Forum Springer Astron. Astrophys.
Forum Whats New Search Orders

Astron. Astrophys. 319, 747-756 (1997)

Previous Section Next Section Title Page Table of Contents

6. Advantages of the structural classification scheme

6.1. Low subjectivity

In the first step of the classification work, where we compute the various profiles, the only (very minor) subjective task is to select foreground or background objects to be masked because they contaminate the galaxy brightness.

The second step, the visual detection of the morphological components, is still partly subjective, in particular when we are classifying galaxies on the borderline between classes. But nothing prevents us from making this part of the analysis automatic, by introducing profile templates which mark the expected behavior for the morphological components, thus making it fully objective and reproducible. However, the complexity of Nature, which produces galaxies with disks, halos, bulges and bars with a variety of ellipticity and surface brightness profiles, and which mixes them and shows them to us projected on the sky under different angles, makes this automatic approach too complex just for determining the morphological type.

The third step of the classification method, assembling the structural components to derive the morphological type, is of course fully automatic.

The subjectivity arising from the visual detection of morphological components in our method is always lesser than in the traditional estimation of the types, since the detection of morphological components is easier on profiles than on direct images. Therefore, the number of difficult cases of classification is reduced. For example, deviations from de Vaucouleurs' law are easily visible on a surface brightness vs. [FORMULA] profile, used by us, much more so than on direct galaxy images, used by classical morphologists. This allows us to detect disks in many almost face on S0s. In fact, the ellipticity distribution of Dressler's (1980) S0s in Coma shows a clear bias against round (face-on) galaxies (Michard 1996). Using our criteria to classify the galaxies, 1/3 of Dressler's (1980) Es move into the S0 class, thus strongly reducing the bias (Michard 1996).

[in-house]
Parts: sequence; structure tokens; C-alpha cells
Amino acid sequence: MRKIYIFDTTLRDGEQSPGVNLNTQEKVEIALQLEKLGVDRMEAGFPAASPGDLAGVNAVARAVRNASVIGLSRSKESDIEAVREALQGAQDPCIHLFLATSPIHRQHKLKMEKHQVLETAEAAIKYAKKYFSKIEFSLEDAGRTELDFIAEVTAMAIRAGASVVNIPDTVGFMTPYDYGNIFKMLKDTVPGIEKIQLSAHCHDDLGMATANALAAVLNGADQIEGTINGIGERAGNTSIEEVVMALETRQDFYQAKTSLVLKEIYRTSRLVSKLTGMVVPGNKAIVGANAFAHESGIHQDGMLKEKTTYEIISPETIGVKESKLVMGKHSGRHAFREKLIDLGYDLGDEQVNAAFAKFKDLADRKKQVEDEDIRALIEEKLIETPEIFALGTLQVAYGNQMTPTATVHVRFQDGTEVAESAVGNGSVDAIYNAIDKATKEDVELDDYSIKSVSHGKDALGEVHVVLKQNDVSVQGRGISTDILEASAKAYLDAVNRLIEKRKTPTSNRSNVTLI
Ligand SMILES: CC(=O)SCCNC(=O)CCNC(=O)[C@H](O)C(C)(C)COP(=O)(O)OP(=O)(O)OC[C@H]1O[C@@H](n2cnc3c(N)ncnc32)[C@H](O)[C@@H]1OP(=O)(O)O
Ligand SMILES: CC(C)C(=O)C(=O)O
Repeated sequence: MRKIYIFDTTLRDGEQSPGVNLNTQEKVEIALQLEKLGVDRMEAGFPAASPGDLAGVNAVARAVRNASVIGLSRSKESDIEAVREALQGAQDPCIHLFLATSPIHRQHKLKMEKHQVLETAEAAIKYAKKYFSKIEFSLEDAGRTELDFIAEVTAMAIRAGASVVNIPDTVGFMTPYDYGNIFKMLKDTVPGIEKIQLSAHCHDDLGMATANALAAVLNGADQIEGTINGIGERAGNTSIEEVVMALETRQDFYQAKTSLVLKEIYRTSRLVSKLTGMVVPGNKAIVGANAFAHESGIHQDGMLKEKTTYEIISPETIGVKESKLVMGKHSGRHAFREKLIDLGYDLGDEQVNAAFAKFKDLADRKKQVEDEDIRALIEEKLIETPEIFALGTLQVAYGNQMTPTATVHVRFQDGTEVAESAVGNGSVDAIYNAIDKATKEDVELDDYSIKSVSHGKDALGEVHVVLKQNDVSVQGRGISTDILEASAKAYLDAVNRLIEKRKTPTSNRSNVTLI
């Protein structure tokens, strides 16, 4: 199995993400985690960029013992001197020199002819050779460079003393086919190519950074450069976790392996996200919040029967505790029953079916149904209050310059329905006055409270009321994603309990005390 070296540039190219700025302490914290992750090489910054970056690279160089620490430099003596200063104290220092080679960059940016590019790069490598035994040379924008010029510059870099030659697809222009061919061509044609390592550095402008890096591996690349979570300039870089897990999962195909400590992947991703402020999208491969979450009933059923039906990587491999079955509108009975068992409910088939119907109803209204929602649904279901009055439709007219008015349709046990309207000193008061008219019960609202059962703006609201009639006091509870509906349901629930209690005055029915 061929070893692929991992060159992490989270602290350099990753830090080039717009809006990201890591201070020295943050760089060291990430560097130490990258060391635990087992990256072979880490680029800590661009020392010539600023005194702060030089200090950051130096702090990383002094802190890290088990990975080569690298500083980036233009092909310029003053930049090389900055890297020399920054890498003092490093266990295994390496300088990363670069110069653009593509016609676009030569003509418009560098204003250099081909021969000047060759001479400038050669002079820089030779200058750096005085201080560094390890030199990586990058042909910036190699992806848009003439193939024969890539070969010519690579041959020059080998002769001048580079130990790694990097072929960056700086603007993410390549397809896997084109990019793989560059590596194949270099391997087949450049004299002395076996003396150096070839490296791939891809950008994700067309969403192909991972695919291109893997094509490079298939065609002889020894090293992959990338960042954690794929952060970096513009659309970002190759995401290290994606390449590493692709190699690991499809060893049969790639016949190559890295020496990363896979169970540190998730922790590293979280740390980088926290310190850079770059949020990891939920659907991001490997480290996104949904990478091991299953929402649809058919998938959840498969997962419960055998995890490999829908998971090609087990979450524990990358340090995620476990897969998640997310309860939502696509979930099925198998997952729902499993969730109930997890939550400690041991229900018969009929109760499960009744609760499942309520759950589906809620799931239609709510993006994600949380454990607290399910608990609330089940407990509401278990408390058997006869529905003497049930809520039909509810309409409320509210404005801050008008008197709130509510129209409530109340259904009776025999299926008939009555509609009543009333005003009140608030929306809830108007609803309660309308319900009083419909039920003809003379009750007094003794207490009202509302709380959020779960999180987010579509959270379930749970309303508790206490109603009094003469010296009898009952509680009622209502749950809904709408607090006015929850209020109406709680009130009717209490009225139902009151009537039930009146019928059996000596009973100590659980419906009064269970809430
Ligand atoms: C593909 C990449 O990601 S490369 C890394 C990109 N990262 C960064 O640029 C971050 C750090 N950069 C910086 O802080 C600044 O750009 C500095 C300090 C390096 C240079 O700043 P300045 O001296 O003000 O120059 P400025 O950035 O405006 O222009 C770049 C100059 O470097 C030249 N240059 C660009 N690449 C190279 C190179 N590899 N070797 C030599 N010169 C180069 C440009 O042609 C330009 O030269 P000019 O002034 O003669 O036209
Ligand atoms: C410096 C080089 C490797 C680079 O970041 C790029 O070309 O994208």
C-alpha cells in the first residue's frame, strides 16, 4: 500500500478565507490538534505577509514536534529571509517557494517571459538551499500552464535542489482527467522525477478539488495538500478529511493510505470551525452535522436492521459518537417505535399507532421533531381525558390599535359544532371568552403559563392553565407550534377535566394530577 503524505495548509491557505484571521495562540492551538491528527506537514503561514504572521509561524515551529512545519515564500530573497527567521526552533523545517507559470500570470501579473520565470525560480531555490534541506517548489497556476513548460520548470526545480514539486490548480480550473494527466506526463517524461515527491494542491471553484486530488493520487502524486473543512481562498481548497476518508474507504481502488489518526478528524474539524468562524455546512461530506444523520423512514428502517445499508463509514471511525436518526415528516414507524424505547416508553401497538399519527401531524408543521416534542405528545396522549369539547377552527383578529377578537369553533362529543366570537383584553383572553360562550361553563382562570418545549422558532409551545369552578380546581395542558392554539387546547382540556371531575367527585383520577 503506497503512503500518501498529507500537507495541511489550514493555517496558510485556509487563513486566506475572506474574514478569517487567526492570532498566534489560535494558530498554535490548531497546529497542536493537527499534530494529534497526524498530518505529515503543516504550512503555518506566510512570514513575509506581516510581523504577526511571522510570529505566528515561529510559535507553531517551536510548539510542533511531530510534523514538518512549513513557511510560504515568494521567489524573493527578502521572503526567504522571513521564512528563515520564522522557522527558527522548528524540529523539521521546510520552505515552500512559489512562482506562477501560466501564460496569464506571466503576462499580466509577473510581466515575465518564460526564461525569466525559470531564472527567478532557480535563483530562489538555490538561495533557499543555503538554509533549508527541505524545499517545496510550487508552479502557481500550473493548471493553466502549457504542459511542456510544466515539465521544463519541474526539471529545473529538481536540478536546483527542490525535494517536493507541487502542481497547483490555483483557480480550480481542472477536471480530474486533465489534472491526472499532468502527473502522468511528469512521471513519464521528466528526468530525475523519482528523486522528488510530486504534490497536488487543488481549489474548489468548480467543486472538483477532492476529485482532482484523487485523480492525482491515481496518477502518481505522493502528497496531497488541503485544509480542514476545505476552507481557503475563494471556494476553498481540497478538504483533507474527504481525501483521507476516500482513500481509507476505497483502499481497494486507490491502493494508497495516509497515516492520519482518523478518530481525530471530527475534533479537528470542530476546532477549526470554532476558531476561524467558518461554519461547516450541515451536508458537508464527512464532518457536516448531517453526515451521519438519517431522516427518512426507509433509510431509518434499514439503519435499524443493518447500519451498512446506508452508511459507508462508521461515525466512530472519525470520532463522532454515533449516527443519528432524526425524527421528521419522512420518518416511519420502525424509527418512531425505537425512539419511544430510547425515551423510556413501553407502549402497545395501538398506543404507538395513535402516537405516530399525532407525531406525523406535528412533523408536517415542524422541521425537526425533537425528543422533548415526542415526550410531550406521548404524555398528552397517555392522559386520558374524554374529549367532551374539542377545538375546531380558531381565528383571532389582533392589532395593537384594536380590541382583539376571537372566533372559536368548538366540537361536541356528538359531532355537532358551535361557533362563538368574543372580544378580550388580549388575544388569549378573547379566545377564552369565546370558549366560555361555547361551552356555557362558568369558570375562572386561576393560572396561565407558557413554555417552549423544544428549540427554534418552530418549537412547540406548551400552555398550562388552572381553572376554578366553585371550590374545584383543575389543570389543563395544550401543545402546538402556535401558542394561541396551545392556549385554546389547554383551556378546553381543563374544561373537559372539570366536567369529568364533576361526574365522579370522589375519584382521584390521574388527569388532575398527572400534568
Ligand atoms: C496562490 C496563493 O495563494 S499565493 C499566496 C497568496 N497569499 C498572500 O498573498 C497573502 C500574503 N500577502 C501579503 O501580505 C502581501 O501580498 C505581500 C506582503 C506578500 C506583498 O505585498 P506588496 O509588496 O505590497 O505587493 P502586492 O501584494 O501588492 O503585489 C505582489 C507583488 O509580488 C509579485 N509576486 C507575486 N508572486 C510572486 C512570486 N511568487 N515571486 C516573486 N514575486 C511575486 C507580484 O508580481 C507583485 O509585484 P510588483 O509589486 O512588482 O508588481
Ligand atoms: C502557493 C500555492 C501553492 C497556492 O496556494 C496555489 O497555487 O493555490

The residual role played by the subjectivity can be estimated by comparing the rate of agreement among Hubble types estimated by different authors from the same galaxy profiles.

6.2. Reproducibility

A more objective method should produce highly reproducible results. To check the reproducibility, and to understand the effect of any personal judgment on the morphological estimate, (at least) two authors classified a large subsample of galaxies in Coma independently, after a period of training. The galaxies to be classified had magnitudes in the range 12 to 17 B mag and their images had a typical seeing in the range 0.35 to 3 arcsec (see Andreon et al. 1996 for details). We had both CCD and digitized plate images available for classification. For this comparison, the images considered and all derived data (profiles of surface brightness, ellipticity, position angle, [FORMULA], etc.) were exactly the same.

A perfect agreement on the coarse Hubble type was found for all (more than 100), but two, galaxies. The two discrepant galaxies are peculiar: a very dusty galaxy (GMP 1646) with an r [FORMULA] profile (elliptical or irregular?) and a dusty asymmetric lenticular (or spiral?) (GMP 1204).

The fact that, in the traditional morphological analysis, 15-20% of the galaxies have different morphological estimates introduces a scatter in the properties of the Hubble types precisely because of the highly subjective nature of the type estimate and this can mask real differences between the properties of the morphological types. With the reproducibility of 95% reached by our estimate of the type, only a small fraction of galaxies are not of the type assigned by us; this greatly reduces the scatter in the properties within classes and allows an easier comparison of the types in different locations in the Universe (cluster vs field, nearby vs distant, etc.) and greatly helps detecting previously unnoticed properties of the morphological types.